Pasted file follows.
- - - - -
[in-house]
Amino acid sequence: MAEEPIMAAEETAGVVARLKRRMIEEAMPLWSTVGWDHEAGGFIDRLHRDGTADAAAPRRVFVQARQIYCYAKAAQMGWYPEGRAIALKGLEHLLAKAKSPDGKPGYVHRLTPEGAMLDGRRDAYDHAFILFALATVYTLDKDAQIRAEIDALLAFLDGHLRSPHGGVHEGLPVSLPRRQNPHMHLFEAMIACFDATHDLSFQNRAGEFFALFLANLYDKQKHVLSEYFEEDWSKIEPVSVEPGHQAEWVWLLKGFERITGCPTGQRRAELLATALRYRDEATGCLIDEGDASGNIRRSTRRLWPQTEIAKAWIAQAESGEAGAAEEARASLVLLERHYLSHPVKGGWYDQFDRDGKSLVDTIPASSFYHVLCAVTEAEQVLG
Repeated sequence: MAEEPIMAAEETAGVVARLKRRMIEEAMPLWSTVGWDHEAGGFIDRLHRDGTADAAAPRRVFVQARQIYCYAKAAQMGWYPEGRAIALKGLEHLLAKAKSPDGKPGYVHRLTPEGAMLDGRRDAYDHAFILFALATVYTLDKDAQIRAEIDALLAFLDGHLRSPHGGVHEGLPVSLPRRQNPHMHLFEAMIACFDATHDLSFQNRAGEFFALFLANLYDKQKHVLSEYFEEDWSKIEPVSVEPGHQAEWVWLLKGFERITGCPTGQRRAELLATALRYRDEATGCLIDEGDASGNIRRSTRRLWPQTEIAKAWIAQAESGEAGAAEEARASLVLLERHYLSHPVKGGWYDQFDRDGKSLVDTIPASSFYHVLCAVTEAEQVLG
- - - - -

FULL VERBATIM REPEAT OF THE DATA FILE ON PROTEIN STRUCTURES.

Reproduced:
[in-house]
Amino acid sequence: MAEEPIMAAEETAGVVARLKRRMIEEAMPLWSTVGWDHEAGGFIDRLHRDGTADAAAPRRVFVQARQIYCYAKAAQMGWYPEGRAIALKGLEHLLAKAKSPDGKPGYVHRLTPEGAMLDGRRDAYDHAFILFALATVYTLDKDAQIRAEIDALLAFLDGHLRSPHGGVHEGLPVSLPRRQNPHMHLFEAMIACFDATHDLSFQNRAGEFFALFLANLYDKQKHVLSEYFEEDWSKIEPVSVEPGHQAEWVWLLKGFERITGCPTGQRRAELLATALRYRDEATGCLIDEGDASGNIRRSTRRLWPQTEIAKAWIAQAESGEAGAAEEARASLVLLERHYLSHPVKGGWYDQFDRDGKSLVDTIPASSFYHVLCAVTEAEQVLG
Repeated sequence: MAEEPIMAAEETAGVVARLKRRMIEEAMPLWSTVGWDHEAGGFIDRLHRDGTADAAAPRRVFVQARQIYCYAKAAQMGWYPEGRAIALKGLEHLLAKAKSPDGKPGYVHRLTPEGAMLDGRRDAYDHAFILFALATVYTLDKDAQIRAEIDALLAFLDGHLRSPHGGVHEGLPVSLPRRQNPHMHLFEAMIACFDATHDLSFQNRAGEFFALFLANLYDKQKHVLSEYFEEDWSKIEPVSVEPGHQAEWVWLLKGFERITGCPTGQRRAELLATALRYRDEATGCLIDEGDASGNIRRSTRRLWPQTEIAKAWIAQAESGEAGAAEEARASLVLLERHYLSHPVKGGWYDQFDRDGKSLVDTIPASSFYHVLCAVTEAEQVLG